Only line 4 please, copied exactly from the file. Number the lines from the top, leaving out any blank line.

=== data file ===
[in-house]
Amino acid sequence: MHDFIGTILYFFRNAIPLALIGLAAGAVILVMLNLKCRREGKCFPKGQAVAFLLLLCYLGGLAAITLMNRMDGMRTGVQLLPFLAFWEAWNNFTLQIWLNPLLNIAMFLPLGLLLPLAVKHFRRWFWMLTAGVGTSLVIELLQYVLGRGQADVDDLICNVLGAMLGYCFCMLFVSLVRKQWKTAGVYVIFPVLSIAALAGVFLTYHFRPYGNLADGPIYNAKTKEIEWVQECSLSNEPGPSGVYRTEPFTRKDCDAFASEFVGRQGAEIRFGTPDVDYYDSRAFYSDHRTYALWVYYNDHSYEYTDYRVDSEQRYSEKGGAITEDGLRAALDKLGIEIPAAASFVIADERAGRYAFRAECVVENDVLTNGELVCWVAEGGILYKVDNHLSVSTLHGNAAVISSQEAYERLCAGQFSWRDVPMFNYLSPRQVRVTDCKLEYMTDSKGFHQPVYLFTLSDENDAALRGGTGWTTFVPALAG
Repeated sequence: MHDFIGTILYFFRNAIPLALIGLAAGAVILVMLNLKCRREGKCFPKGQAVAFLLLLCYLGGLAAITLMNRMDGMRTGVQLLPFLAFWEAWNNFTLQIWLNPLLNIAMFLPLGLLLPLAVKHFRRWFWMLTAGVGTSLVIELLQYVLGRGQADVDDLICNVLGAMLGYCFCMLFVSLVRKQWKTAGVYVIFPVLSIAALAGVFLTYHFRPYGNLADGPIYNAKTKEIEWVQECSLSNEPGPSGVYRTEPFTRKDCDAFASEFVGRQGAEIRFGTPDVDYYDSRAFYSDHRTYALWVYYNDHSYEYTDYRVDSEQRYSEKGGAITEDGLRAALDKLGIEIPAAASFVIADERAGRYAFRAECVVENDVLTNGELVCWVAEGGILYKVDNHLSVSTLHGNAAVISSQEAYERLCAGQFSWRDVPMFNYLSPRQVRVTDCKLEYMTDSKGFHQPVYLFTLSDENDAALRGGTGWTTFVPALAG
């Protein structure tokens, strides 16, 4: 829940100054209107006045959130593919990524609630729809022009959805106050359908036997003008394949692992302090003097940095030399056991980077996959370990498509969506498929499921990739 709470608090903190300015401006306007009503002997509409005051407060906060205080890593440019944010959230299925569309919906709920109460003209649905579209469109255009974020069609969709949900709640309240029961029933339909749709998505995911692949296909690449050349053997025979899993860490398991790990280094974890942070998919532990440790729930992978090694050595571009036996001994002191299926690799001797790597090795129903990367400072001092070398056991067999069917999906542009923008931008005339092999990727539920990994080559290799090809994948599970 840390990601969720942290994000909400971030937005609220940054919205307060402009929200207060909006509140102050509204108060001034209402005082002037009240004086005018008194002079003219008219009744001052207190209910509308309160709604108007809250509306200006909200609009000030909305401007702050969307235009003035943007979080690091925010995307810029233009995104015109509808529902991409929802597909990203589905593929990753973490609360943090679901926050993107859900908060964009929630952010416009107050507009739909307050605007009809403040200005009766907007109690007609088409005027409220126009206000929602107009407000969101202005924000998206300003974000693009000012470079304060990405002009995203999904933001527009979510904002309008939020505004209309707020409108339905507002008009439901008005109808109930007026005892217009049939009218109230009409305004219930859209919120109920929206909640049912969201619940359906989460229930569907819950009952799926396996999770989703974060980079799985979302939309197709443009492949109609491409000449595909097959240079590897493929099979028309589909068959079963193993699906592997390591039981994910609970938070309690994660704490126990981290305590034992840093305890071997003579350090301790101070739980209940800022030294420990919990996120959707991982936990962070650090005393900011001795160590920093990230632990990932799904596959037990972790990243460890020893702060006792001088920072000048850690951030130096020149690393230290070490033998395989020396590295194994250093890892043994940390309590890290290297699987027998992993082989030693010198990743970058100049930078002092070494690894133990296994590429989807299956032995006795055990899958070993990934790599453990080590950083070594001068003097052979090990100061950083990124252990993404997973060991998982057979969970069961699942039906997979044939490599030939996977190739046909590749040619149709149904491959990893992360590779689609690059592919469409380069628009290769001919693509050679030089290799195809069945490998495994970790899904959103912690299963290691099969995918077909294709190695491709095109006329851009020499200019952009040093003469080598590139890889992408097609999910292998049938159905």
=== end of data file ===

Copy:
């Protein structure tokens, strides 16, 4: 829940100054209107006045959130593919990524609630729809022009959805106050359908036997003008394949692992302090003097940095030399056991980077996959370990498509969506498929499921990739 709470608090903190300015401006306007009503002997509409005051407060906060205080890593440019944010959230299925569309919906709920109460003209649905579209469109255009974020069609969709949900709640309240029961029933339909749709998505995911692949296909690449050349053997025979899993860490398991790990280094974890942070998919532990440790729930992978090694050595571009036996001994002191299926690799001797790597090795129903990367400072001092070398056991067999069917999906542009923008931008005339092999990727539920990994080559290799090809994948599970 840390990601969720942290994000909400971030937005609220940054919205307060402009929200207060909006509140102050509204108060001034209402005082002037009240004086005018008194002079003219008219009744001052207190209910509308309160709604108007809250509306200006909200609009000030909305401007702050969307235009003035943007979080690091925010995307810029233009995104015109509808529902991409929802597909990203589905593929990753973490609360943090679901926050993107859900908060964009929630952010416009107050507009739909307050605007009809403040200005009766907007109690007609088409005027409220126009206000929602107009407000969101202005924000998206300003974000693009000012470079304060990405002009995203999904933001527009979510904002309008939020505004209309707020409108339905507002008009439901008005109808109930007026005892217009049939009218109230009409305004219930859209919120109920929206909640049912969201619940359906989460229930569907819950009952799926396996999770989703974060980079799985979302939309197709443009492949109609491409000449595909097959240079590897493929099979028309589909068959079963193993699906592997390591039981994910609970938070309690994660704490126990981290305590034992840093305890071997003579350090301790101070739980209940800022030294420990919990996120959707991982936990962070650090005393900011001795160590920093990230632990990932799904596959037990972790990243460890020893702060006792001088920072000048850690951030130096020149690393230290070490033998395989020396590295194994250093890892043994940390309590890290290297699987027998992993082989030693010198990743970058100049930078002092070494690894133990296994590429989807299956032995006795055990899958070993990934790599453990080590950083070594001068003097052979090990100061950083990124252990993404997973060991998982057979969970069961699942039906997979044939490599030939996977190739046909590749040619149709149904491959990893992360590779689609690059592919469409380069628009290769001919693509050679030089290799195809069945490998495994970790899904959103912690299963290691099969995918077909294709190695491709095109006329851009020499200019952009040093003469080598590139890889992408097609999910292998049938159905």